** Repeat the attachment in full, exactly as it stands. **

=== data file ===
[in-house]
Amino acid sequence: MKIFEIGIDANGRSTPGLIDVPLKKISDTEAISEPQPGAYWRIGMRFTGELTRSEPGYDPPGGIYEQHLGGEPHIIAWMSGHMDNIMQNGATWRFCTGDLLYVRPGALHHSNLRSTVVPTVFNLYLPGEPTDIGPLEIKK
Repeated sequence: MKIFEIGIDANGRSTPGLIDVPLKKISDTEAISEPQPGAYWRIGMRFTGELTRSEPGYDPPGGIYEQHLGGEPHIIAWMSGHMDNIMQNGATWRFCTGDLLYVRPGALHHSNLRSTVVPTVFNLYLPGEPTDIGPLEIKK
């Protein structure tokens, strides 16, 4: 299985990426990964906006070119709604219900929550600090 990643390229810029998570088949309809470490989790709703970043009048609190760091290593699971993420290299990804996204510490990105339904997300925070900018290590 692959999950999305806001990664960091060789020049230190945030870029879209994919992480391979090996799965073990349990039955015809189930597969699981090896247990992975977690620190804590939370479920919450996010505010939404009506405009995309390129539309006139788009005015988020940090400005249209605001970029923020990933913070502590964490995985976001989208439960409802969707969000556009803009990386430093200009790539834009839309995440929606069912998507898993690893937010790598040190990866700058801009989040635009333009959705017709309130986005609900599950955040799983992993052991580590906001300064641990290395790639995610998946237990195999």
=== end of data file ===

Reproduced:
[in-house]
Amino acid sequence: MKIFEIGIDANGRSTPGLIDVPLKKISDTEAISEPQPGAYWRIGMRFTGELTRSEPGYDPPGGIYEQHLGGEPHIIAWMSGHMDNIMQNGATWRFCTGDLLYVRPGALHHSNLRSTVVPTVFNLYLPGEPTDIGPLEIKK
Repeated sequence: MKIFEIGIDANGRSTPGLIDVPLKKISDTEAISEPQPGAYWRIGMRFTGELTRSEPGYDPPGGIYEQHLGGEPHIIAWMSGHMDNIMQNGATWRFCTGDLLYVRPGALHHSNLRSTVVPTVFNLYLPGEPTDIGPLEIKK
């Protein structure tokens, strides 16, 4: 299985990426990964906006070119709604219900929550600090 990643390229810029998570088949309809470490989790709703970043009048609190760091290593699971993420290299990804996204510490990105339904997300925070900018290590 692959999950999305806001990664960091060789020049230190945030870029879209994919992480391979090996799965073990349990039955015809189930597969699981090896247990992975977690620190804590939370479920919450996010505010939404009506405009995309390129539309006139788009005015988020940090400005249209605001970029923020990933913070502590964490995985976001989208439960409802969707969000556009803009990386430093200009790539834009839309995440929606069912998507898993690893937010790598040190990866700058801009989040635009333009959705017709309130986005609900599950955040799983992993052991580590906001300064641990290395790639995610998946237990195999």